Ray Parsons comes running from the door of her Middletown home with a big smile on her face, wearing an Eagles Jersey; she's got a SpongeBob slipper on one foot and a sandal on the other -- "that's Ray" her family affectionately says.
She instantly wants to hold my hand and get me ice cream on what was a sweltering day. Her favorite is the traditional ice cream sandwich, so it's what I have too.
Ray, 22, spends her summers working on her very own ice cream truck--Rachael's Special Sweets--a sparkly pink and purple truck with minions painted on it.
Her Aunt B is proud.
"The interaction with the other kids that are special needs like her, she lights up, she hugs them, and says hello," said Brenda Bourke. "It just warms my heart, and mom and I--she's tearing up--we have our moments. To see Ray, all of a sudden she'll be sitting there when we're out an event, and she'll just all of a sudden get up and help mom handing out the ice cream. She may only do one or two, but she always at least does it once while we're at an event. And then she always goes out, and she wants her picture taken with everybody, and we yell: 'ICE CREAM!'"
Ray's mother Jeannie Messing came up with the idea after seeing her own daughter's face light up every time she heard the familiar sounds of the ice cream truck coming through the neighborhood.
"We got a used ambulance from the junkyard and turned it into an ice cream truck," said Messing.
In March, they upgraded to a full-grade ice cream truck, that some day they hope to turn into a food truck. They sell prepackaged ice cream that includes summer favorites like the Chipwich, Strawberry Shortcake, Creamsicles, and of course, the ice cream sandwich.
"We've been busy all summer," said Messing. "Every year, we get busier and busier."
Rachael's Special Sweets shows up at various events blasting Ray's favorite tunes -- not traditional ice cream truck music -- but songs you can dance to think: Bruno Mars' Uptown Funk, Macklemore's Thrift Shop, and Imagine Dragons' Thunder. This summer they hit Mt. Pleasant High School's prom, an adoption party, graduations, and day camps. They hope to be at a few fall football games too and will make an appearance at the Delaware Down Syndrome Walk in Middletown on September 18th. The duo also caters birthdays, family reunions, office parties, and all kinds of events.
Plus, it was something the mother and daughter could do together, which became much-needed as Ray got older and finished school.
"She's a creature of habit, she just sat in her room all the time, she didn't want to go anywhere. I had to get her out and try to generate an income to keep her mentally motivated," said Messing. "This is something that we can do together that she likes to do, and she loves to meet the people, the kids, she loves to meet the kids. This was something we could do together, with little start-up, that we can do until we retire because it's our job, and it's our business."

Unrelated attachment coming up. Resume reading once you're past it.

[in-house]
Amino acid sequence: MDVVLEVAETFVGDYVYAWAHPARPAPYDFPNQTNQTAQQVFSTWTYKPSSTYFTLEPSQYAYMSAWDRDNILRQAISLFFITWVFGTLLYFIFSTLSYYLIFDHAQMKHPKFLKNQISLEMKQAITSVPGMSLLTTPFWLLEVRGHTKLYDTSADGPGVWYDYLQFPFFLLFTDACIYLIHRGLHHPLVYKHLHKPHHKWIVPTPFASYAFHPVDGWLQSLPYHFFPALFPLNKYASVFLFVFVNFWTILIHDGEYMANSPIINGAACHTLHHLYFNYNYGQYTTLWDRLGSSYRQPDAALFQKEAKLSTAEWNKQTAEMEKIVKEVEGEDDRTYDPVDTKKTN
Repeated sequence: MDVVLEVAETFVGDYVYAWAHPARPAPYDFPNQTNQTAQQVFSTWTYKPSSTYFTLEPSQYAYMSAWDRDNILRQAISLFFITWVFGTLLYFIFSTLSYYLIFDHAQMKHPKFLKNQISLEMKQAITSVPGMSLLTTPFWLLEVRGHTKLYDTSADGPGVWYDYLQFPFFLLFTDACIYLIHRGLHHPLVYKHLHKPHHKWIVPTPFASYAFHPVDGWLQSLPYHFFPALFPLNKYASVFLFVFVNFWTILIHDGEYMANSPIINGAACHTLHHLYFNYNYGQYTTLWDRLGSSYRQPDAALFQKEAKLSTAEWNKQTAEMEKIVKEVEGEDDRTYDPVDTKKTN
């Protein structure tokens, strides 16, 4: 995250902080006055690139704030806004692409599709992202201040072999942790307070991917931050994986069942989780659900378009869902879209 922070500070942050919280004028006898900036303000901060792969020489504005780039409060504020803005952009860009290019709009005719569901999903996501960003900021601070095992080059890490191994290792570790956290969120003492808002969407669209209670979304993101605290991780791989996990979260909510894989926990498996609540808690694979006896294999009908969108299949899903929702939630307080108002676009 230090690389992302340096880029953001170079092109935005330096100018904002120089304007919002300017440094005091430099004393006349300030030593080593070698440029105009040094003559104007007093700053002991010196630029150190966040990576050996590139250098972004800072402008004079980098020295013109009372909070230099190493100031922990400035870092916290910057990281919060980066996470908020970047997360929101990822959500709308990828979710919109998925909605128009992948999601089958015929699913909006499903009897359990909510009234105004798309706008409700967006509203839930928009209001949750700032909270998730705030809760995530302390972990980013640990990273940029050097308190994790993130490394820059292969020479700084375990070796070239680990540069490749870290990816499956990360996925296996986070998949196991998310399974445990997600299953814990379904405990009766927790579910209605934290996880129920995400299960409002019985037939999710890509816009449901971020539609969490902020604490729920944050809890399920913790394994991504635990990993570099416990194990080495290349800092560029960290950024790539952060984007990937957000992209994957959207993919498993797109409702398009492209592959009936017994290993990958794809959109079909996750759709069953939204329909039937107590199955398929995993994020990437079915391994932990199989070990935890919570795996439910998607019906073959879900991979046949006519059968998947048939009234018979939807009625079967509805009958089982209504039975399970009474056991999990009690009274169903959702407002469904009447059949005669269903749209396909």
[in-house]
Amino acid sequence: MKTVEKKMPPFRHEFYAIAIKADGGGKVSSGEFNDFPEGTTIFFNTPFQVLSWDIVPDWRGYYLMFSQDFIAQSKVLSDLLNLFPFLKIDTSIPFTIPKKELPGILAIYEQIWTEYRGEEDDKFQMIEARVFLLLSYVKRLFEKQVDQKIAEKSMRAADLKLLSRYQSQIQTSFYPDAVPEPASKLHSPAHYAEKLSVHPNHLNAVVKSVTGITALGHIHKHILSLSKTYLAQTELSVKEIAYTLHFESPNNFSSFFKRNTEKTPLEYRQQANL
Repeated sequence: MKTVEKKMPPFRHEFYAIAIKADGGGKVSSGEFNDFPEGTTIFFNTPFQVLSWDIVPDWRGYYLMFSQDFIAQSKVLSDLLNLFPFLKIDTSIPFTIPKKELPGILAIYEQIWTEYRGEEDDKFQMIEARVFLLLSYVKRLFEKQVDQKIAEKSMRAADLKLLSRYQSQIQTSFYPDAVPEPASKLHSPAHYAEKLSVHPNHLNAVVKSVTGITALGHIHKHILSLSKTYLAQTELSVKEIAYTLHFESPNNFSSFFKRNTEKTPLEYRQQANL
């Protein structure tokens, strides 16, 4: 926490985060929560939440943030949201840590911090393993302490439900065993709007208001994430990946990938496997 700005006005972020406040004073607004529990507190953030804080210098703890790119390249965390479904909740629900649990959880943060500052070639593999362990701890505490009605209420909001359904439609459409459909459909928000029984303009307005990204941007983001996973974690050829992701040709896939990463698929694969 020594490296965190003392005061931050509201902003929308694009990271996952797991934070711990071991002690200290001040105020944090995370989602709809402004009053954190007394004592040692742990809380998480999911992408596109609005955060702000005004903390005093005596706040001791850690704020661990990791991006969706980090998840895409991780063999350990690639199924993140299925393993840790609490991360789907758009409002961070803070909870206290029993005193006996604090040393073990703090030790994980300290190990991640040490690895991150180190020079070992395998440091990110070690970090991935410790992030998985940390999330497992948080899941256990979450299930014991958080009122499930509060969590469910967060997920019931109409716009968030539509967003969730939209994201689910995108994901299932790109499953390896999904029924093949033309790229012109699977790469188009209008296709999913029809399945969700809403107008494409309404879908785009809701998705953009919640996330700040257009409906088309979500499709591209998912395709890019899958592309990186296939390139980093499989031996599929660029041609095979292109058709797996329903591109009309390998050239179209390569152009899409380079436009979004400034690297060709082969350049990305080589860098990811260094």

This family affair is both emotional and rewarding.
"I come up to the counter like a customer, and she got everything I wanted, and I just bawled my eyes out," said Messing. "When she wants to come out and she helps with us, I think it's emotional to see her do something other than paly in her room."
But the ice cream truck does a lot for Messing's mental well-being too.
"Us moms, caring for kids that need 24/7, no matter whether it's Down Syndrome or any kind of mental or physical condition wears on us. We get stuck in that job as the caregiver, stuck in the house, stuck, almost kind of feel no help--get depressed--and knowing that she has this to look forward to , and I have this to look forward to gets us excited," said Messing.
"Who comes up to an ice cream truck that doesn't smile, you know what I'm saying? This is the best job for us."
Messing said a small business like theirs requires very little start-up capital, and she hopes this story--their story--inspires other families with children with disabilities to follow in their footsteps.
"Because of [Ray's] special needs, she has been robbed of a lot of the things that normal kids do. But this gives her the opportunity to make a difference, to be in the community, and give back," said Aunt B.
"I'd like to see other kids--maybe as functional or higher--be able to do this. It makes you feel good when you look outside--look there's my ice cream truck, there's our business, that's what we do," Messing said proudly. "Even if it wasn't Rachael's Special Sweets, let's get a fleet of 'em out there with kids all over the state of Delaware."